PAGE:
Mr. Wills: I would be very happy to write to the hon. Gentleman setting out the evidence for that, but I hope that on the basis of what I said at the previous sitting and what I shall say today, he will accept that there is a real need to introduce innovation into the most challenging areas. I hope that the hon. Gentleman would not disagree that, in many areas, despite the best efforts of teachers, the profession in general, educationalists and Governments, we have not succeeded in delivering the standard of education that children deserve. This move is intended to do that. I hope that the hon. Gentleman will accept that we must not cease in our quest to introduce innovation where new practices are required, and this is an effort to do just that.

Mr. Willis: Will the Minister give way?

Mr. Wills: If I could just pursue my point about charter schools, I shall then give way.

It is important to understand that we are not dumping practice from elsewhere into Britain, because city academies are different from charter schools. Whereas most charter schools constitute additional provision, city academies will replace existing publicly funded schools. That goes straight to the point of tackling a problem that must be tackled. In city academies, all teachers will be qualified, the national curriculum will be the starting point for teaching and the evidence of achievement tests will demonstrate and provide public assurance that city academies are effective. I hope that that answers the hon. Gentleman's point.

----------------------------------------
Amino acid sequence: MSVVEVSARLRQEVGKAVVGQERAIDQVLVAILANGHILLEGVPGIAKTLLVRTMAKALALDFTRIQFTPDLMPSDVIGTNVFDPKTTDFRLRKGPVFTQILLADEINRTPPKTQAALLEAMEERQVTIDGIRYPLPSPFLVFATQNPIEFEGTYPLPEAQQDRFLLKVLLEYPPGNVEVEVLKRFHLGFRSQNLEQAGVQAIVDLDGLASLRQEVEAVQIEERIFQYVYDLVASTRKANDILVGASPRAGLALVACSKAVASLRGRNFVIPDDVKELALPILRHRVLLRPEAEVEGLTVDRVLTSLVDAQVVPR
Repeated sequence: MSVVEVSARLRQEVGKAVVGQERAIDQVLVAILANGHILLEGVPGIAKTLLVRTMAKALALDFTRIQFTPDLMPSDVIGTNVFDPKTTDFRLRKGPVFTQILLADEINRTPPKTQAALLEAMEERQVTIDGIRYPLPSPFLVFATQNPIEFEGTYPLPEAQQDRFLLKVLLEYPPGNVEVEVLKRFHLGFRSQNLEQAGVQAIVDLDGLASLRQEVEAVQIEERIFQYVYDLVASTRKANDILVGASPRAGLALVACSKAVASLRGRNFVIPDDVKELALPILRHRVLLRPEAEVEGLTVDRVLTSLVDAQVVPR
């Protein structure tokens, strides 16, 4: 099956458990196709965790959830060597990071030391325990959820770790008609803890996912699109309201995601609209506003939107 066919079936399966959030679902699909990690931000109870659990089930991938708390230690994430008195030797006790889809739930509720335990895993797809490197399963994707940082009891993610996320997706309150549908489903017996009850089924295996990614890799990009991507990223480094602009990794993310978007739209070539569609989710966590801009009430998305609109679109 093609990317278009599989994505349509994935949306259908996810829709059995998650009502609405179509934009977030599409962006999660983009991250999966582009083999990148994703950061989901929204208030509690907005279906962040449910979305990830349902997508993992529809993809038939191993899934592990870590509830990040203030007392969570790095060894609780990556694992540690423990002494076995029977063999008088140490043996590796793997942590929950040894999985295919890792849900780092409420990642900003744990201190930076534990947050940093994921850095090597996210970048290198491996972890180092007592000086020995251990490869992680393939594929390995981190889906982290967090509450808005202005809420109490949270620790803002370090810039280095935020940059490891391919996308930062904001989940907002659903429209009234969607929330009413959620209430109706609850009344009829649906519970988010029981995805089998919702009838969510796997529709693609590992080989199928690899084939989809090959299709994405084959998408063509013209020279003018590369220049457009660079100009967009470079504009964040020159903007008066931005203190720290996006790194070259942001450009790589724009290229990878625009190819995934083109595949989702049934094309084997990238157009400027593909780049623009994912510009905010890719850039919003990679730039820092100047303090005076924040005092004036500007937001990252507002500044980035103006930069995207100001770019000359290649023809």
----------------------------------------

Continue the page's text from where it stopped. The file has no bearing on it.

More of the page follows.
Mr. James Clappison (Hertsmere): I am grateful to the Minister for giving way, and hope that I have not jumped the gun on the hon. Member for Harrogate and Knaresborough. On the description that will apply to those schools, will the city academies be independent or state schools?